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2007 Pontiac Solstice

Overview
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2007 Pontiac Solstice Review

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Pontiac has a long history of issuing sporty machines, including the renowned Camaro cousins, the Firebird and Trans Am, but its heritage has been short on two-seaters. Launching the Solstice roadster for 2006 filled that gap. A true sports car, the rear-wheel-drive Solstice two-seater initially came only with a relatively mild powerplant. A performance-oriented GXP roadster has joined for 2007, ready to unleash 260 turbocharged horses from its direct-injection four-cylinder engine. Saturn offers a similar turbo SKY Red Line roadster, priced higher but with additional standard equipment. Customers have been waving extra dollars at dealers in an attempt to grab early examples of both models.

You'll Like This Car If...

If you're searching for serious sports-car handling talents and frisky performance at an affordable price, the Solstice GXP just might fill the order for fewer dollars than the similar Saturn SKY Red Line - though the Pontiac is more skimpily equipped. Ready to plant itself firmly through tight curves, this two-seater delivers confident control and composure, though engine response is tamer than expected in the upper gears.

You May Not Like This Car If...

If you prefer sports cars that feel light on their feet and manual gearboxes that operate with a gentle flick of the wrist, neither the Solstice GXP nor its Saturn counterpart might be the best choice - though Pontiac's version is a tad more friendly. Both models suffer ergonomic drawbacks, including tight entry/exit, limited over-the-shoulder visibility, meager luggage space and inadequate instruments.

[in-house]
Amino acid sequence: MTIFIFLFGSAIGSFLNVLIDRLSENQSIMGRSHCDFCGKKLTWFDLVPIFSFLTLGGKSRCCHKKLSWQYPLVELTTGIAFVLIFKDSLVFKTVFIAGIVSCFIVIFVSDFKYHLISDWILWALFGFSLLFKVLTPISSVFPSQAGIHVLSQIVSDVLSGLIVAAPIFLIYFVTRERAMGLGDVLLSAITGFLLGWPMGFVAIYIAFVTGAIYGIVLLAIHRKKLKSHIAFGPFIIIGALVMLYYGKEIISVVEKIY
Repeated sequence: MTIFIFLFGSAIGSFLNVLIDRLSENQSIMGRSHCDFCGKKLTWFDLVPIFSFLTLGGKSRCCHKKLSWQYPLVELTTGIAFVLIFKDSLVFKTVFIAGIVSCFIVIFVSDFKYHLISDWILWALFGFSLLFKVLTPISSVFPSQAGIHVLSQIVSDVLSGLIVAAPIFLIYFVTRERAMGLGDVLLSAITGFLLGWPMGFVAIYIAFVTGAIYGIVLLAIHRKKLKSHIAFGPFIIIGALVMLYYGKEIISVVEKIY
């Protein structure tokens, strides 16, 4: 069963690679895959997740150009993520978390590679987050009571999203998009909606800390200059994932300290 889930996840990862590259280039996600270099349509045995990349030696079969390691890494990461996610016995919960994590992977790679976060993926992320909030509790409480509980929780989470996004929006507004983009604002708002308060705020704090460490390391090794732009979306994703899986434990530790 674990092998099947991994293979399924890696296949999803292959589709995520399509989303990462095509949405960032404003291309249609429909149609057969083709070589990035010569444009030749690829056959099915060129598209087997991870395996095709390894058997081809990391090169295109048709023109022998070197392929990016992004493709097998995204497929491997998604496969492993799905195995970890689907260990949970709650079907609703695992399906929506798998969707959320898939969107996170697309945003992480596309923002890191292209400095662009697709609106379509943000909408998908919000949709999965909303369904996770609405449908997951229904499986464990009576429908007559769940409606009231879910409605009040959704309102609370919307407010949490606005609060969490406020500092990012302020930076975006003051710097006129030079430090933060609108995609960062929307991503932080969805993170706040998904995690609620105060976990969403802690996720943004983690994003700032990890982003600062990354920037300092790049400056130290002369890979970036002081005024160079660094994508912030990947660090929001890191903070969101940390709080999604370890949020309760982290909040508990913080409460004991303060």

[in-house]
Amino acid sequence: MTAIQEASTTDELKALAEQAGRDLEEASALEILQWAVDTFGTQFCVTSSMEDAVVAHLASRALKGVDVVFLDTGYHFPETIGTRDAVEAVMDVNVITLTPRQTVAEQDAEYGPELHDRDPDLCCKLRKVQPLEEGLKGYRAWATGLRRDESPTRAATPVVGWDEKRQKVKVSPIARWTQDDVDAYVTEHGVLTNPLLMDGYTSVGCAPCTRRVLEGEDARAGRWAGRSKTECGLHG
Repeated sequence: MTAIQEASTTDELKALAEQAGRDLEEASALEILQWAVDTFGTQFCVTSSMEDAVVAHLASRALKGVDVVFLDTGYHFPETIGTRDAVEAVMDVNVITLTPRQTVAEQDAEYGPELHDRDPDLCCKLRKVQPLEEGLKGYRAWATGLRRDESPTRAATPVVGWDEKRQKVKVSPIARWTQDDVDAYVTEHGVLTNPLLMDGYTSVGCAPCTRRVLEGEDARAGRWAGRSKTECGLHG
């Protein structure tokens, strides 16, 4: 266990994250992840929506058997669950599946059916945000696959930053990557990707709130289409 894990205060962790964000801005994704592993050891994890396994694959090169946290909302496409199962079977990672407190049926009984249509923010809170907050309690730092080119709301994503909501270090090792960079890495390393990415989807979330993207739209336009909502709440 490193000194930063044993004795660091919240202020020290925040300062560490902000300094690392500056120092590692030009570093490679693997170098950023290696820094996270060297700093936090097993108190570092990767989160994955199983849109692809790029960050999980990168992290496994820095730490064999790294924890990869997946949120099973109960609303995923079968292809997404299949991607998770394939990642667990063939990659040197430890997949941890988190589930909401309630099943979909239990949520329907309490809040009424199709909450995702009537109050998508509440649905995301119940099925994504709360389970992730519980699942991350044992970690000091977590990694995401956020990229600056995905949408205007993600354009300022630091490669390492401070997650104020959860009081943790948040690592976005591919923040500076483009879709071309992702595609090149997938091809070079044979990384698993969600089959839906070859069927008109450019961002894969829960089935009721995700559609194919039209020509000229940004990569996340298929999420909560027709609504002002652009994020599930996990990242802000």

What's New for 2007

Tucking a turbo beneath the Solstice hood supplies performance to match the roadster's richly-curved, assertively-shaped skin, while weight distribution near 50/50 contributes to the GXP's balanced sports-car handling. Clever design provides a hidden compartment for the convertible top, though it steals trunk space and raising or lowering the roof isn't a simple task.

Driving the Solstice
Driving Impressions

Like its Saturn counterpart, the Solstice suggests the rather heavy feel of BMW's Z4 roadster, though neither rivals the BMW in refinement. Solid, heavy steering feel imparts confidence. Stable on...

... straightaways, the GXP remains extra-flat and firmly planted through curves. Don't expect scintillating engine response at lower speeds in upper gears; the turbo demonstrates its force mainly at higher engine speeds. Despite the taut suspension, the ride is reasonably comfortable - until rough patches occur. Even then, the GXP suffers only a little overreaction. The manual gearshift and clutch seem a little friendlier and less balky than the Saturn's, but those differences are very slight.

Sinuously Curved Body Profile
Evolved from a Vauxhall concept car that was created in Europe, both the Solstice and its Saturn SKY counterpart flaunt seriously sensuous curved lines. Not many General Motors products in recent times have been so visually enticing.

Turbocharged Direct-Injection Four-Cylinder Engine